Full coverage: Mayor Pugh's 'Healthy Holly' books, UMMS board deals

Lakefront Summer Festival resumes


The Columbia Association's 1994 Lakefront Summer Festival has returned to Lake Kittamaqundi with programs from reggae and blues to Abbot and Costello.

For almost 25 years, the festival has brought free, outdoor evening concerts and movies to Columbia. The 10-week event, which began Monday, will run through the first week in September.

Attracting 200 to 400 visitors per performance, the festival is "very, very popular," said Ann Sherr, assistant director of CA's Community Services Division.

Because of its popularity, the festival has added Sunday to its schedule. Although all other concerts are from 8 p.m. to 10 p.m., Sunday concerts begin at 6:30 p.m. so festival-goers can eat a picnic dinner.

With a budget of $48,000, the festival books acts as diverse as folk singer Pete Kennedy, reggae group Unity, children's singer Barry Louis Polisar and rhythm and blues performers Billy Hancock and the Sidekicks.

"I look for a variety to provide quality, the best that can be heard," said Rick LaRocca, festival director. "Each performance has its own audience, so I try to provide variety. It's so people will say, 'What is there to do? We can always to the Lakefront. It'll always be good.' "

A singer and songwriter, Mr. LaRocca joined the festival in 1980 while he was running a guitar school and weekend coffee houses in the county.

A resident of Columbia, he tries to select acts that feature local performers. "Local, meaning Howard County, performers who grew up and went to school here," he said.

One such group, Totally Confused, will perform tomorrow night.

The eight-member band features four musicians with county roots. Drummer Dale Mauck, of Clarksville, attended Atholton High School; and saxophonist Frank Courtwright of Columbia, trumpet player Kerry Martin and trombonist Steve Ott graduated from Wilde Lake High School.

Billed as "Totally Confused with Totally Hot Horns," the group performs big band blues including boogie woogie, Zydeco -- Creole music of southern and southwest Louisiana -- and "a lot of swing," said guitarist and washboard player Steve Enslow.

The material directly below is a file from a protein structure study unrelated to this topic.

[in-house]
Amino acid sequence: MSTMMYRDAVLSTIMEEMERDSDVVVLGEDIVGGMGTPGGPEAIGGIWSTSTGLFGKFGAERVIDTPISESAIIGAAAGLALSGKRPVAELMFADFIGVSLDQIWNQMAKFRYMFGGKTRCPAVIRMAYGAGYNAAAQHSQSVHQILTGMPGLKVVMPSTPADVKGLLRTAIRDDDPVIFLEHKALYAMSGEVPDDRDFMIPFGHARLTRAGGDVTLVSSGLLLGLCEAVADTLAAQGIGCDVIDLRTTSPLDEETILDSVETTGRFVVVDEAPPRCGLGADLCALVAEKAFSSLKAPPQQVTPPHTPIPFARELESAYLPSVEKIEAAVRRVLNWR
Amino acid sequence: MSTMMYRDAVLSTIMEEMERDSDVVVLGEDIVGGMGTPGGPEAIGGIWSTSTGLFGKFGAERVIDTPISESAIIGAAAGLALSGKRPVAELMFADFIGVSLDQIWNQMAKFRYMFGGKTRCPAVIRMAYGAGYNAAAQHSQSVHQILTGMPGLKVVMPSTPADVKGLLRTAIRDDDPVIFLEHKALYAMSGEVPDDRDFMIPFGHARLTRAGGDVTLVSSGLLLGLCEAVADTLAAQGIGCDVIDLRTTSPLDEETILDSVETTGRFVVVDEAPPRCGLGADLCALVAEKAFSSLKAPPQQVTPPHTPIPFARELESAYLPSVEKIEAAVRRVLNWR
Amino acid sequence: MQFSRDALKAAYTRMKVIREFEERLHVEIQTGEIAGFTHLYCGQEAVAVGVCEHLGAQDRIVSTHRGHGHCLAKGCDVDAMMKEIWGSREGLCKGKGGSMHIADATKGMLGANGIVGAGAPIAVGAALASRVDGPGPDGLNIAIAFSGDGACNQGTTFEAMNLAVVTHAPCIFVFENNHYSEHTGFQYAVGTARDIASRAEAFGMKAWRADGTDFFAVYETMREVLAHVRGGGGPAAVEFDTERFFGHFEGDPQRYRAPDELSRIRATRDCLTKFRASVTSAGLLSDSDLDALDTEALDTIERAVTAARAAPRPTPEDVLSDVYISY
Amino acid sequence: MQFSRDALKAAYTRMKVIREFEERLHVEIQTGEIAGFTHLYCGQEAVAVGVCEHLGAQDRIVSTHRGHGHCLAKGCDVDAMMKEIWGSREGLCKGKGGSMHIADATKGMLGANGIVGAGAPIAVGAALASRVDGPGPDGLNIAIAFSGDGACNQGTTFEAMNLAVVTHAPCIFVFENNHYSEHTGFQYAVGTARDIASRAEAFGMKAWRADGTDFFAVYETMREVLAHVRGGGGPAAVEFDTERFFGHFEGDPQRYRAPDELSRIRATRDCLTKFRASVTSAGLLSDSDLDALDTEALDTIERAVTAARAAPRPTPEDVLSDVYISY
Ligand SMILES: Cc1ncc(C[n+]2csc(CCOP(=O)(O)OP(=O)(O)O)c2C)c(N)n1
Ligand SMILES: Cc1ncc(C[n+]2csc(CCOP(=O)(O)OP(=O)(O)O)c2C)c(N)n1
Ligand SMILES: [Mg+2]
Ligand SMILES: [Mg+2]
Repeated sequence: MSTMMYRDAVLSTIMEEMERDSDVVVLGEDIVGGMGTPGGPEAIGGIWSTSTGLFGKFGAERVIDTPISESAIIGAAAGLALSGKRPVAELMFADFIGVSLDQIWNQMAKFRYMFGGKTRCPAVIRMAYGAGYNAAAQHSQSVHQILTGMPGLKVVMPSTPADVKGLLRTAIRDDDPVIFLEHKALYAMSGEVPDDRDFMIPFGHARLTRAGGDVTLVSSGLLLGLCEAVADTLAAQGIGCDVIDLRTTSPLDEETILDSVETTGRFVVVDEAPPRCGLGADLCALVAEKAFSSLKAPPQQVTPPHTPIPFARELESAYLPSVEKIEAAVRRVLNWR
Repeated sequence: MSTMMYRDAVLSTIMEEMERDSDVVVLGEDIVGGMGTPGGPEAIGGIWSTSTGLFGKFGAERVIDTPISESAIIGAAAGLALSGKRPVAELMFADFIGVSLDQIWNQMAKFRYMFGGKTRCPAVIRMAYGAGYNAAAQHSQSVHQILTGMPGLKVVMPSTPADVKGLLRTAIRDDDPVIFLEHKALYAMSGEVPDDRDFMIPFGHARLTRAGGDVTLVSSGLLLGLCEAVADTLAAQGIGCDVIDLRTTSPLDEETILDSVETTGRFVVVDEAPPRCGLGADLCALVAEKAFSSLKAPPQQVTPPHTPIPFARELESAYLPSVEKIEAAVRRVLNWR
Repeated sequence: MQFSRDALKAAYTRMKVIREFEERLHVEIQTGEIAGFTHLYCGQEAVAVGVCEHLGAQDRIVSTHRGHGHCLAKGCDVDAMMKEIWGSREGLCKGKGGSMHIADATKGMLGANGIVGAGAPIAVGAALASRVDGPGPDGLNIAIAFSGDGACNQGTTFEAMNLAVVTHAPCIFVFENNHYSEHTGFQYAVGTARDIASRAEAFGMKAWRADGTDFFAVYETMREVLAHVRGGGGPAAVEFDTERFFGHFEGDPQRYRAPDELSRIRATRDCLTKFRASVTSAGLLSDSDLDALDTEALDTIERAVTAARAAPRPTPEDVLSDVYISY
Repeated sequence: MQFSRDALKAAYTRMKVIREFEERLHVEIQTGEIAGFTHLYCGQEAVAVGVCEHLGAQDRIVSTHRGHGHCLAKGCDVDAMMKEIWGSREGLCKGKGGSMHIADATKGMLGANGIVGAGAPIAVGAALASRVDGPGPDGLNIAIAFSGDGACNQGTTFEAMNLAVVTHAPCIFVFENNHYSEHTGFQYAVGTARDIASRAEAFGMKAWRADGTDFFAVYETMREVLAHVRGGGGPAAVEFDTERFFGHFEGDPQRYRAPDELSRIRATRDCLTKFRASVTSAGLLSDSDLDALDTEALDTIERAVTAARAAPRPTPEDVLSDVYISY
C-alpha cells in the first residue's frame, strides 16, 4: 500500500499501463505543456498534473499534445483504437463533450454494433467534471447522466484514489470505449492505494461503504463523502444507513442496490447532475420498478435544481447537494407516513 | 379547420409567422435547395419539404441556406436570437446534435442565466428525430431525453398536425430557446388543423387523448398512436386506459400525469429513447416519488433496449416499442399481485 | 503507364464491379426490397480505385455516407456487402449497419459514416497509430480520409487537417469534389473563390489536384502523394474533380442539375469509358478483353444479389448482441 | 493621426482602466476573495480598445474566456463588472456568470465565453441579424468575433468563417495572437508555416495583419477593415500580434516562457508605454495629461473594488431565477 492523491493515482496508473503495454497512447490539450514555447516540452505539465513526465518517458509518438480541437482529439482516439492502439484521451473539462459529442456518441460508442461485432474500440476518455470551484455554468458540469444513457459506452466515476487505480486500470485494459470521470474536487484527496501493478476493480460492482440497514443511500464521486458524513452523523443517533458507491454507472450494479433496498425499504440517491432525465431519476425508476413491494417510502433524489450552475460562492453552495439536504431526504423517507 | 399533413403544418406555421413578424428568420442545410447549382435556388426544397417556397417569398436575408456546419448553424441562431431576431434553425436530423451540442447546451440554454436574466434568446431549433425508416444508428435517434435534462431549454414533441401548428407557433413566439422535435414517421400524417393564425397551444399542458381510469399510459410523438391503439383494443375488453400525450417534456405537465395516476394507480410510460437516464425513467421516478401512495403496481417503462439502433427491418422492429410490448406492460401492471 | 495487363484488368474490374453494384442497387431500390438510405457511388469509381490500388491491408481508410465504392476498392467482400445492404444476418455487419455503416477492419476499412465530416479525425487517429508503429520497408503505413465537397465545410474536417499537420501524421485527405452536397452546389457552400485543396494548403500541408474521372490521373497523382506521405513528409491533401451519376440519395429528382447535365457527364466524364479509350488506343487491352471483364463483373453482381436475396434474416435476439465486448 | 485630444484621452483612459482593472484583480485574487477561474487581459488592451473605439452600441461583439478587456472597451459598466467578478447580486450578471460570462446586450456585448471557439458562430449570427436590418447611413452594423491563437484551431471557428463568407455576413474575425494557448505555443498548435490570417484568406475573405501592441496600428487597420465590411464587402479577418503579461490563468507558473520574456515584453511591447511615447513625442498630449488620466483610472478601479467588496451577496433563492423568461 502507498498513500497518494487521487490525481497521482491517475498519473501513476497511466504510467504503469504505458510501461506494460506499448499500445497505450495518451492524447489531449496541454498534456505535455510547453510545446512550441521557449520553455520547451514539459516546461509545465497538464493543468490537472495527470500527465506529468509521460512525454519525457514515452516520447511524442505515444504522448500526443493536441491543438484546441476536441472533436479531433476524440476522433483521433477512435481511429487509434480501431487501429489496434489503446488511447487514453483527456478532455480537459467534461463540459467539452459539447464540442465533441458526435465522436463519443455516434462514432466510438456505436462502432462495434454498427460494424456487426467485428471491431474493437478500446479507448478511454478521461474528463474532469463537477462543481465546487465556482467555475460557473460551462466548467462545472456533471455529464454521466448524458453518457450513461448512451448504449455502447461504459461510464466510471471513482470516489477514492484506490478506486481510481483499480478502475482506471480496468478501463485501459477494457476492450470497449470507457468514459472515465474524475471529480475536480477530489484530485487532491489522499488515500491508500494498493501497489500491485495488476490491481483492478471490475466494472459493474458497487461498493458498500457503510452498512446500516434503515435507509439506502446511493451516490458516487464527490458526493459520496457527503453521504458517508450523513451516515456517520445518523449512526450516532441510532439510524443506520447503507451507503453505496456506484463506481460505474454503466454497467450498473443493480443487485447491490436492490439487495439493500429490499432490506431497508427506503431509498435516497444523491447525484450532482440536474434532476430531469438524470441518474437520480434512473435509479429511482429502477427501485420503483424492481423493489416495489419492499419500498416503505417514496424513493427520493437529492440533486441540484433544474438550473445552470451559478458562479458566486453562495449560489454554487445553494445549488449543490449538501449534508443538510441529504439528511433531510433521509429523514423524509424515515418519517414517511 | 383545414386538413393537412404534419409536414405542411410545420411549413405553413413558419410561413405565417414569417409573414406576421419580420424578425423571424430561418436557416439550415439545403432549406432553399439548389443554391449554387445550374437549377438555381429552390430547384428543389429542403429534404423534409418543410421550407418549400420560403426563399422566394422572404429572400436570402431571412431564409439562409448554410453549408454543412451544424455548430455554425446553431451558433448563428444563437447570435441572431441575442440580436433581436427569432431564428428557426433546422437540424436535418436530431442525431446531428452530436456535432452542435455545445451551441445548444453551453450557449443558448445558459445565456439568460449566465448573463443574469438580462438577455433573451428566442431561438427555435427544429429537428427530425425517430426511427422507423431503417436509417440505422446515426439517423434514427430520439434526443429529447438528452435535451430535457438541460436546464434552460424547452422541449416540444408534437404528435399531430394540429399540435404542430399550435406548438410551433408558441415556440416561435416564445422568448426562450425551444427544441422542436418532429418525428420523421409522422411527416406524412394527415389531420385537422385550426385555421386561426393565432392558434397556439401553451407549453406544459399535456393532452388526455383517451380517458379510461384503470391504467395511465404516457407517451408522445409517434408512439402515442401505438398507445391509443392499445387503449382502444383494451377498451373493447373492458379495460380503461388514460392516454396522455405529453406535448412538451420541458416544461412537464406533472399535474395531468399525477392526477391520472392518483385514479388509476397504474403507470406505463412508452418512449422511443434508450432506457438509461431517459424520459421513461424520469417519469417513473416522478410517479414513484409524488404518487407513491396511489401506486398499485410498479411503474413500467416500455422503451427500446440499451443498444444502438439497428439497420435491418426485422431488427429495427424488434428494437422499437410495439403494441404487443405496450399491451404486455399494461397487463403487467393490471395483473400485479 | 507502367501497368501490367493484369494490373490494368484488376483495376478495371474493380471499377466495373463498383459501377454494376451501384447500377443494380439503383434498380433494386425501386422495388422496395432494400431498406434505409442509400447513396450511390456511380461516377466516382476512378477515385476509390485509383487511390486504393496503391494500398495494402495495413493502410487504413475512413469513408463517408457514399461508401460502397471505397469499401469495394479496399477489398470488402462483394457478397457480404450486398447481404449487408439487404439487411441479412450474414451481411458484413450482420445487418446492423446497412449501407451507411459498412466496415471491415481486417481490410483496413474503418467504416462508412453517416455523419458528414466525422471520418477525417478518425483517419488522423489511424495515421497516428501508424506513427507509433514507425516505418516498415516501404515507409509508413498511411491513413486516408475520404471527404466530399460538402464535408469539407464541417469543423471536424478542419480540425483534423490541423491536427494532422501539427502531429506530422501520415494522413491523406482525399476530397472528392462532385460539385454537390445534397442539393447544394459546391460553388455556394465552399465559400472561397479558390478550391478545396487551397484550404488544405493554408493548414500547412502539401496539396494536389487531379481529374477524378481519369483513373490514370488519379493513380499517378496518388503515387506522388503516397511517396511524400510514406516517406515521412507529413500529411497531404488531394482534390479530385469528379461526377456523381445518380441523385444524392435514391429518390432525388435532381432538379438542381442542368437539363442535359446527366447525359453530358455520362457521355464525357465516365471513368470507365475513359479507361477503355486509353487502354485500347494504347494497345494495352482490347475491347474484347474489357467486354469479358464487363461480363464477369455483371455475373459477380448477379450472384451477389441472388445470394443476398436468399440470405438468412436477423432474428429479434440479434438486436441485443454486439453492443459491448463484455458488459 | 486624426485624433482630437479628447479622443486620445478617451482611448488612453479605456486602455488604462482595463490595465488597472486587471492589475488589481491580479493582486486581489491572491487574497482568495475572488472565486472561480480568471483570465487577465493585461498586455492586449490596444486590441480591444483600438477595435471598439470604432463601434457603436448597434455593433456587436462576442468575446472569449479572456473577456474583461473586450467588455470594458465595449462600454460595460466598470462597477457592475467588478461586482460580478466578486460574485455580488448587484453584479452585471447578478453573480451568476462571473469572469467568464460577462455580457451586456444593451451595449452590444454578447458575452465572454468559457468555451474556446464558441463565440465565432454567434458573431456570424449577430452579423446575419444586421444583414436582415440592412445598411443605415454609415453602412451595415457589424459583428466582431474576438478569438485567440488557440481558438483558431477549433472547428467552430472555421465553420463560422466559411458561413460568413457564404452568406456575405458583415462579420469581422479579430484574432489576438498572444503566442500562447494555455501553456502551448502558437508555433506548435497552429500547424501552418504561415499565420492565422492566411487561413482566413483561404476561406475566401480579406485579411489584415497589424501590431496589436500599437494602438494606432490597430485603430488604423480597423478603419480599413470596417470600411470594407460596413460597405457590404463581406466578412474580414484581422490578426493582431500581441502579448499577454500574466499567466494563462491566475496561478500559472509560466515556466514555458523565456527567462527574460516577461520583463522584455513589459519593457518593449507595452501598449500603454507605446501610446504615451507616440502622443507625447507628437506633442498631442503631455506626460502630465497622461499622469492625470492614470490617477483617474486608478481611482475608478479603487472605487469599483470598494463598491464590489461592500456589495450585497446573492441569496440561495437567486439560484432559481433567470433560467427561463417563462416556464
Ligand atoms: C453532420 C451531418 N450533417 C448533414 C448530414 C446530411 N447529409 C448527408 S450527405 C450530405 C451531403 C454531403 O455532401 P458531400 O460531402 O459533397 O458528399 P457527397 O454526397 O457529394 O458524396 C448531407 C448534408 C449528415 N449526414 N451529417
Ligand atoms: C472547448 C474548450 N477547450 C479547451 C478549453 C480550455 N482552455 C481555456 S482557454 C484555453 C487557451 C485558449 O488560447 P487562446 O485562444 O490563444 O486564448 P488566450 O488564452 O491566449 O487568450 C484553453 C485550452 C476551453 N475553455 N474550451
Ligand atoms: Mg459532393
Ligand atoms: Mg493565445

Formed in 1988, the band performs in the Baltimore and Washington area, as well as in Pennsylvania, West Virginia and New York.

Although its music is designed for the club crowd, its Columbia concerts are family-oriented.

"We do well with children," said Mr. Enslow, the group's only original member. "At [last week's] Columbia Festival of the Arts, we saw a few little kids in the crowd dancing. We brought them up, gave them tambourines and maracas, and let them dance onstage. The kids love it, the parents love it."

Sunday concerts, co-sponsored by the Columbia Concert Band, will showcase concert bands including the Baltimore Symphonic Band, the Baywinds Concert Band and the Starvation Army performing Dixieland.

"Family Film Nights" are held Mondays with G-rated movies featuring cartoons and adventure films. Friday's movies are rated PG or PG-13. All movies are shown at dusk, about 8:30 p.m.

A 12- by 9-foot canvas and good sound system are placed in front of the stage as movie-goers sit on the grass or steps, or bring chairs to catch recently released and classic films.

Films include "Sleepless in Seattle" today; "Cinema Paradiso" on July 8; and "The 25th Anniversary Special: Sesame Street Presents -- Follow That Bird" on July 11.

A "mini Frankenstein festival" featuring "Abbot and Costello Meet Frankenstein" will be shown July 15, and Mel Brooks' "Young Frankenstein" will be shown July 22.

The festival originated in 1972 with a film series by Tom Brzezinski, who was a media specialist at Bryant Woods Elementary.

Before that, he said, "I thought it would be a community service to show films outdoors during the summer. So I rented films on my own, took a projector to a park in Bryant Woods, ran off notices at school and handed it out to children in the neighborhood."

In 1972, CA suggested he show the movies at the lake in what eventually became the Lakefront Festival.

One of the festival's favorite attractions is Open Stage, giving amateurs a shot at 10 minutes of fame.

"There's been nothing too outrageous, except for that one time I saw guys dressed in drag dancing onstage to tape and lip-synching," Mr. LaRocca said. "I was afraid I'd get phone calls. But as I got closer I realized they were doing a song from 'The Rocky Horror Show,' and everyone was having a good time."

For the season's first Open Stages, Mr. LaRocca hired performers as fillers. He even brought along his guitar and performed last Tuesday.

The Columbia Association's free 1994 Lakefront Summer Festival will run through Sept. 2 at Lake Kittamaqundi.

Concerts are from 8 p.m. to 10 p.m. Sunday concerts begin at 6:30 p.m. Open stage sign-ups begin at 7 p.m. For a complete schedule, call 715-3000. The Rainline is 381-9585.

Copyright © 2019, The Baltimore Sun, a Baltimore Sun Media Group publication | Place an Ad